Arian believed she was not good enough of a daughter to her father when he remarried. This is a typical experience we have as children: since we see the world in relation to our own behaviour, it is difficult to understand how adults can do things that we have no power over. Sometimes, the assumption that our parents made a particular choice because we failed them, sticks.
Arian feels triggered: The last counselling session with Mark revealed how much her fear of ‘not being good enough’ compromises her ability to build a healthy connection with Mark. Arian feels sad about how she lost her father to his new wife – or so it feels to her. She is also pragmatic enough to know that this was good for her father and cannot be changed. That she is now an adult and has no longer any claim on her father’s emotional closeness. Yet, her emotions seem to get the better of her each time she thinks about visiting her father and his wife and, much more annoyingly, they seem to impact on her relationship with Mark, too.
The past remains alive in our emotional world.
Arian has been to Counselling Therapy before about the death of her mother, and has found it enormously helpful to deal with the grief and the loss she experienced as a 12-year-old. Yet, she begins to understand that she somehow also lost her father but never acknowledged this openly to herself. It doesn’t take long for the tears to come up when she brings this to her individual counselling session.
Arian’s story of ‘not being good enough’ is about failing to keep her dad close to her emotionally.
Gently, the counsellor creates a space for Arian to express her feelings more openly than she ever has allowed herself to do before: She speaks from the frustrated and furious place of the 14-year-old who wanted her father close by, who wanted to share the horror of the loss of her mother with the only person who could fully understand what that meant to her. She wanted to have a stronghold to come to when the sadness mingled with the confusion of growing up and a safe place to hide. She also wanted to have someone who believed in her and could tell her that she would be okay, that she would grow up somehow being able to manage this world without a mum.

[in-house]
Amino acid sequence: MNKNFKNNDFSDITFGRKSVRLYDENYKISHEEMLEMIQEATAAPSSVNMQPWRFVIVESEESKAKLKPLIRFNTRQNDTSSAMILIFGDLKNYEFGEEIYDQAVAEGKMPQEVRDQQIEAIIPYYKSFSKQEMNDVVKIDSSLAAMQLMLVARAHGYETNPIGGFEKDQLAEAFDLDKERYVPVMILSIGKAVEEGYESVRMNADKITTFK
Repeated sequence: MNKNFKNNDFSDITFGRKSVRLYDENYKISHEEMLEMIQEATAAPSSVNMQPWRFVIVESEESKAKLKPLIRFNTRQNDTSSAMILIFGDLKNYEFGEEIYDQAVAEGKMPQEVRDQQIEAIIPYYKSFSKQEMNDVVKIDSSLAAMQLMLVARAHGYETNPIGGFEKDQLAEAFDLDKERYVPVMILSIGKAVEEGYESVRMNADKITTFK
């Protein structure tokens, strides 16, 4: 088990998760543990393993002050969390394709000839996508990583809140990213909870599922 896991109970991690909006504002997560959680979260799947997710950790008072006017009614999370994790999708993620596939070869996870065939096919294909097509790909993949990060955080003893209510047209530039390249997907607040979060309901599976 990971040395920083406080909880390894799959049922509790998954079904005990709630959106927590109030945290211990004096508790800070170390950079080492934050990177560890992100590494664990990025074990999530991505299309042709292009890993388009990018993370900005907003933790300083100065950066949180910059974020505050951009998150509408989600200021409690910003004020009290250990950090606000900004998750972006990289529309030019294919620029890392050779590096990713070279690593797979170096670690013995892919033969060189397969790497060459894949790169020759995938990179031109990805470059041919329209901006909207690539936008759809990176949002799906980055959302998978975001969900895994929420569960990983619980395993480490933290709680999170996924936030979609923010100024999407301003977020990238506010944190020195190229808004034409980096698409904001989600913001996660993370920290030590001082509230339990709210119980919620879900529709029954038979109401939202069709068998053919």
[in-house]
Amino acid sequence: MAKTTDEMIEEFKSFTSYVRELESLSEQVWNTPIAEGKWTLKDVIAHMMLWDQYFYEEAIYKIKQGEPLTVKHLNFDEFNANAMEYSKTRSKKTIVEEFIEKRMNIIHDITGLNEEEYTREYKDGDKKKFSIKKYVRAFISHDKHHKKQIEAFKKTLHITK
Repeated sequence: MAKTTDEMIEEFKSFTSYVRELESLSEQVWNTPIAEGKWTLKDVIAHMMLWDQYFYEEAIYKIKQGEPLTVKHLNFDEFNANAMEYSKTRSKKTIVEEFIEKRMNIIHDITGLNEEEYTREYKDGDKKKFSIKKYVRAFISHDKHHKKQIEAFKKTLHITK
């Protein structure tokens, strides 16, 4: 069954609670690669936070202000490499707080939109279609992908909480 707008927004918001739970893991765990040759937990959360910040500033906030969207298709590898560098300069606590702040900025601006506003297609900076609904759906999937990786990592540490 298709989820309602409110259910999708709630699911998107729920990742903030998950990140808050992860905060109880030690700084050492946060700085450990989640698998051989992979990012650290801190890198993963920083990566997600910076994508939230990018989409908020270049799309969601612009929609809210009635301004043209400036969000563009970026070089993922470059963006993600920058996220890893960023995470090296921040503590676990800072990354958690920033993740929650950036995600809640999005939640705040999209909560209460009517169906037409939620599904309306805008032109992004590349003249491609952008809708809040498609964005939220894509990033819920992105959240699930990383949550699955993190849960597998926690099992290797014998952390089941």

Instead, her father looked at her for support in his own devastating sadness. She understood that and grew up quickly. Putting here needs away in order to be there for the person who was close to her. But when her father found someone else to support him and to actually be strong for, Arian was furious. Yet, she never spoke the words to her dad that got stuck in her throat at the time.
Completing the unfinished business from the past can change our present and future.
She did now. While the events lay a long way in the past, talking about them in this supportive and empathic space brought the feelings back to the surface. With gentle guidance, Arian allowed the emotions to be put into words, addressing them directly to her father, who she imagined sitting there in front of her. It was a painful exercise. Speaking out the despair she had held in for so long, the longing for the strong adult in her teenage life, the frustration about her dad’s incapacity to ‘see her needs’; Arian said it all.
Unfulfilled needs of the child and the incapacity of the adult to fulfill them are realities that need to co-exist.
Once the emotions subsided, she was able to put the experience into context: The need she had as a child was real – as was her father’s grief and incapacity to fulfill this need. She realised both these realities needed to live side by side. Arian understood that she had never loved her dad any less. But she had not been able to express her feelings to him ever. So they remained there, in the background of her life, ready to emerge whenever the opportunity arose. Whether that was in her own relationship with Mark or in her relationship to her father and his new wife.
No longer ‘not good enough’ to keep the important person in her life, Arian re-discovers the man she is married to.
Arian felt tired and relieved when she drove home. After a day she noticed an ease in her connection to Mark, that was new to her. His approaches to her bugged her less and she was able to respond willingly, whether he invited her to sit on the couch with her or to go for a walk before cooking dinner. Somehow, Arian noticed that Mark had moved into a different light for her. Later, she was able to call it ‘being more present’.
She noticed Mark more as someone she wanted to know more about, felt attracted to and could laugh with. Yet, Mark had not changed that much. Well, he had a little bit: encouraged by Arian’s new-found openness, he told Arian to free up her Friday afternoon, organised the kids, closed his own shop and the two of them drove off to watch one of Arian’s favourite theater productions and stayed overnight in the town where the performance was presented. They laughed, bantered and joked for many moments during the trip and Arian thoroughly enjoyed herself.
If you need help with building strong and healthy connections, book a free 45-minute check-in-session with Mattie or Michelle now.